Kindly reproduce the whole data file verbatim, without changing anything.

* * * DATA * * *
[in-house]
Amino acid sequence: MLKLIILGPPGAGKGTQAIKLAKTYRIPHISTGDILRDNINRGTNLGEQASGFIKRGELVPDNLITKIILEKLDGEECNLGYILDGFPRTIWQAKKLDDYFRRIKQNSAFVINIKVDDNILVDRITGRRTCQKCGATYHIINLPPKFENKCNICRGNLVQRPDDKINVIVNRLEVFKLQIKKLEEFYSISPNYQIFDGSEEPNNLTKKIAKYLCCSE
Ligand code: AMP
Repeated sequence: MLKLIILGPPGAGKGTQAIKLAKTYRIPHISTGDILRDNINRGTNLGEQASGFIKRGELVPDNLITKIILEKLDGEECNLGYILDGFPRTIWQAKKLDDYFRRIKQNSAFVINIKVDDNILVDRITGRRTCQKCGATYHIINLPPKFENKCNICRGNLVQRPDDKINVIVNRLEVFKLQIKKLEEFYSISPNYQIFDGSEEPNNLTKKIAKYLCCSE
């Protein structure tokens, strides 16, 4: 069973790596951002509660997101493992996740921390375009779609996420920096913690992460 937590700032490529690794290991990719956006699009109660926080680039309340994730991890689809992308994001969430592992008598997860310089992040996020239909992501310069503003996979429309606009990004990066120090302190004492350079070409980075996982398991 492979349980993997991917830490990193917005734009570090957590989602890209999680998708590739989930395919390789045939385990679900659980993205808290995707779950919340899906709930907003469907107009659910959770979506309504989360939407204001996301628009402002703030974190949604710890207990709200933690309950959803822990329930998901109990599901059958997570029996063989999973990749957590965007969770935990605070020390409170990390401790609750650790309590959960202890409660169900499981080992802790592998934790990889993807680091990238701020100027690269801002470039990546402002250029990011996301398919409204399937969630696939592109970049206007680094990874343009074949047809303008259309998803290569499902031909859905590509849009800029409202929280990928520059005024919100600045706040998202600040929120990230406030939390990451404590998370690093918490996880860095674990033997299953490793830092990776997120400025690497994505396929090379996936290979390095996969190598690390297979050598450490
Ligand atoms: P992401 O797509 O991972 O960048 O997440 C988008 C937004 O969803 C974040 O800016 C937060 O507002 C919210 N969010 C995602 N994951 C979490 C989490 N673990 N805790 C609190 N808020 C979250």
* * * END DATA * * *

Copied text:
[in-house]
Amino acid sequence: MLKLIILGPPGAGKGTQAIKLAKTYRIPHISTGDILRDNINRGTNLGEQASGFIKRGELVPDNLITKIILEKLDGEECNLGYILDGFPRTIWQAKKLDDYFRRIKQNSAFVINIKVDDNILVDRITGRRTCQKCGATYHIINLPPKFENKCNICRGNLVQRPDDKINVIVNRLEVFKLQIKKLEEFYSISPNYQIFDGSEEPNNLTKKIAKYLCCSE
Ligand code: AMP
Repeated sequence: MLKLIILGPPGAGKGTQAIKLAKTYRIPHISTGDILRDNINRGTNLGEQASGFIKRGELVPDNLITKIILEKLDGEECNLGYILDGFPRTIWQAKKLDDYFRRIKQNSAFVINIKVDDNILVDRITGRRTCQKCGATYHIINLPPKFENKCNICRGNLVQRPDDKINVIVNRLEVFKLQIKKLEEFYSISPNYQIFDGSEEPNNLTKKIAKYLCCSE
């Protein structure tokens, strides 16, 4: 069973790596951002509660997101493992996740921390375009779609996420920096913690992460 937590700032490529690794290991990719956006699009109660926080680039309340994730991890689809992308994001969430592992008598997860310089992040996020239909992501310069503003996979429309606009990004990066120090302190004492350079070409980075996982398991 492979349980993997991917830490990193917005734009570090957590989602890209999680998708590739989930395919390789045939385990679900659980993205808290995707779950919340899906709930907003469907107009659910959770979506309504989360939407204001996301628009402002703030974190949604710890207990709200933690309950959803822990329930998901109990599901059958997570029996063989999973990749957590965007969770935990605070020390409170990390401790609750650790309590959960202890409660169900499981080992802790592998934790990889993807680091990238701020100027690269801002470039990546402002250029990011996301398919409204399937969630696939592109970049206007680094990874343009074949047809303008259309998803290569499902031909859905590509849009800029409202929280990928520059005024919100600045706040998202600040929120990230406030939390990451404590998370690093918490996880860095674990033997299953490793830092990776997120400025690497994505396929090379996936290979390095996969190598690390297979050598450490
Ligand atoms: P992401 O797509 O991972 O960048 O997440 C988008 C937004 O969803 C974040 O800016 C937060 O507002 C919210 N969010 C995602 N994951 C979490 C989490 N673990 N805790 C609190 N808020 C979250």